I’m a huge fan of the movie “The Matrix“. Stop me if you’ve heard me say this before.
Damnit. Ok, just humor me for a few minutes.
As I mentioned, I am a huge fan of the movie “The Matrix“. There is one scene in particular that resonates very deeply with me. That’s the sparring program, where Morpheus spars with Neo.
Morpheus makes the statement to Neo – “Don’t think you are, know you are.” Its this statement that I am building this post around.
I have mentioned a few times that ritual is not one of the major aspects of either being a Pagan or being on a path of Druidry. However, its not really ritual that is the problem for me. Its the structured aspect of ritual. The rote statements for calling the directions. The memorized lines. For me, too much structure kills the moment. Its probably better explained from a previous post:
Well, perhaps the best way to describe it is with the phrase: “its just Jazz, man.” The musical form of Jazz is so vibrant and alive, in my opinion. The musician doesn’t just play the music, they play the music that’s inside of them. No true set form, Jazz is improvisational – coming from within, to be played as a tribute to the world around the musician in that moment. There are many people that find this style of playing harmonious, beautiful, and very in the moment. I am one of those people. But there are others who find it discordant, out of sync, and sometimes just purely random. I can understand that. Not everyone has the same connection to the world around them. Some folks prefer a bit more structure to what they do.
Just as I may find structure kills the inspiration, the vibrancy of the moment – others like the structure. They find harmony with the rote movements and statements. Its provides them with comfort, and gives them depth of understanding. It works for them, but not me.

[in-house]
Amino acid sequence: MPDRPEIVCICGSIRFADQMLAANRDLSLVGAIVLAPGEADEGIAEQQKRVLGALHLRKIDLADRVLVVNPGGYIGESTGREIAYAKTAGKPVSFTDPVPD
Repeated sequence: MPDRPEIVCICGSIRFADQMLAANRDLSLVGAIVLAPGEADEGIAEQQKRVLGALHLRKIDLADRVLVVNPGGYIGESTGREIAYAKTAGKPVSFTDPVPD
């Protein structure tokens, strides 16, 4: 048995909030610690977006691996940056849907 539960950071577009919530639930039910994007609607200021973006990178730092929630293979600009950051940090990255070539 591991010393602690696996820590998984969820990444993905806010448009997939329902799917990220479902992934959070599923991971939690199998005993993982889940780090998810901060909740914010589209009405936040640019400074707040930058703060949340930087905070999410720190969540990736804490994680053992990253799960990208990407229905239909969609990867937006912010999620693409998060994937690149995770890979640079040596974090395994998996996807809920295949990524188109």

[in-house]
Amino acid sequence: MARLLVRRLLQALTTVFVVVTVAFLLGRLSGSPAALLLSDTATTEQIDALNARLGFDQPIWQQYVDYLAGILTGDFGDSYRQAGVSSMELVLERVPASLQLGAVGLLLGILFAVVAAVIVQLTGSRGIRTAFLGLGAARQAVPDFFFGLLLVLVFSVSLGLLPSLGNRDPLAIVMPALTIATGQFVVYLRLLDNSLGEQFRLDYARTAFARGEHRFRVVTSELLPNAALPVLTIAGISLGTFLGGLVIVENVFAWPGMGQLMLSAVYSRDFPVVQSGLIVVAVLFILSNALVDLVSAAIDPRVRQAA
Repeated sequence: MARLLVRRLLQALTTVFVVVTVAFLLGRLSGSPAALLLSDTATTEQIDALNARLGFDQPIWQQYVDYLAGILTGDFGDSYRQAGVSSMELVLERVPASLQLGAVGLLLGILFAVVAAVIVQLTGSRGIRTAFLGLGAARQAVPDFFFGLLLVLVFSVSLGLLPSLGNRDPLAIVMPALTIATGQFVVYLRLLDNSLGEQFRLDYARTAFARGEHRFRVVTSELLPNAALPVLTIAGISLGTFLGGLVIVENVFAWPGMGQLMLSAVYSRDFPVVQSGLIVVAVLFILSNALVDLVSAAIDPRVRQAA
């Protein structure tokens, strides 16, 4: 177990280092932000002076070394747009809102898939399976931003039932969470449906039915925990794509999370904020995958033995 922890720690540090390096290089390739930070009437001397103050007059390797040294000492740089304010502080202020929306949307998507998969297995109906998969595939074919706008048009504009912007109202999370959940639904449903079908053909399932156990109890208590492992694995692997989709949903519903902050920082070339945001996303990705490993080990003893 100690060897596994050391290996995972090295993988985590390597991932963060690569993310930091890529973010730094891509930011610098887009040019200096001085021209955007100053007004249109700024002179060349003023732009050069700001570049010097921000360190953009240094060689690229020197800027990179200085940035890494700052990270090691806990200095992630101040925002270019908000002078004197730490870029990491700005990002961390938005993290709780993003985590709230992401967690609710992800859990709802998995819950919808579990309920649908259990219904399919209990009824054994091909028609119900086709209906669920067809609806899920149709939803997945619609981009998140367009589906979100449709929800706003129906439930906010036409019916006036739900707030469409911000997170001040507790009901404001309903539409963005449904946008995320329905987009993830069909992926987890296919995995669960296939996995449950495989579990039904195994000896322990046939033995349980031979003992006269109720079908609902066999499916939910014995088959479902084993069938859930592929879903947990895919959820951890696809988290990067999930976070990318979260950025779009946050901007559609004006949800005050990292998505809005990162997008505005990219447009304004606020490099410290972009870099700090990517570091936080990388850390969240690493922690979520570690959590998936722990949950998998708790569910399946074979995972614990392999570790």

There are only two rituals that have any level of consistency in form with me. One is my morning ritual of greeting the sunrise. The other is spending a few moments to say goodnight to the sun as it slips over the horizon. Begging for a promise that it will return again in the East. But even that is full of changes from time to time.
Sometimes, I will stand silently and watch the sun rise or set. Other times, I may silently intone the Awen chant. And other times I may say it out loud…as a whisper, or a conversational voice, or even shouting it. Whatever the moment holds for me. Don’t think I am, know I am.
My belief system is full of experience. Not XP, like you get in a Dungeons and Dragons table-top game. Experiential. Feeling the moment. Experiencing all aspects of it. One particular morning that I can easily recall is a quite Summer morning sometime around two-plus years back. The morning weather forecast called for rain showers to start shortly after sunrise. When I stepped outside, I could feel the muggy atmosphere all around me. I could smell the aroma of the rain in the air, mingling with the smell of the flowers on the vines of the bush that was growing outwards to cover my backyard window. I could hear the quiet little chatter of the birds, as they gathered nearby, anxiously awaiting the birdseed I had in the two plastic drinking cups I was carrying with my left hand and arm. In my right hand was my cup of coffee, steaming silently, even in the humid, hot air of the morning. I approached the bird-bath, set the bird seed cups down, and stared off into the darkened horizon of the East. The sun would come up behind the clouds, so I would not catch a glimpse of the rays as the Sun rose over the rooftops that made up my suburban horizon. But I knew I would experience the moment of its arrival, as the sky would dim slightly before being a dimly light sky. I drink my coffee in short little sips, tasting the mix of Splenda sweetener with the sugar-free Hazelnut creamer. The slight bitter taste of Community Coffee with the nuances of these tastes is the perfect punctuation to my waiting time. And as the sun started to lighten the cloudy skies, I lifted my coffee cup to the East, and silently bid the Sun a good morning. And as I set my coffee cup down in the two inches of water that comprised the bird-bath’s depth, I heard the song “Days Between” from the Grateful Dead playing in my mind. As I poured handfuls of birdseed into my hand, and scattered it across the ground – I remembered the visuals that are prompted from the lyrics.
When all we ever wanted
Was to learn and love and grow
Once we grew into our shoes
We told them where to go
Walked halfway around the world
On promise of the glow
Stood upon a mountain top
Walked barefoot in the snow
Gave the best we had to give
How much we’ll never know
We’ll never know
For me, moments such as that do not come a second time. And while someone may claim that not to be a ritual. I am reminded that many people do not consider Jazz to be music, but rather dissonant noise. Free-form ritual may not look like ritual to others, but for me – its that jazz-style poetry that rises up in the branches of the trees.
I don’t think it, I know it.
Thanks for humoring me…..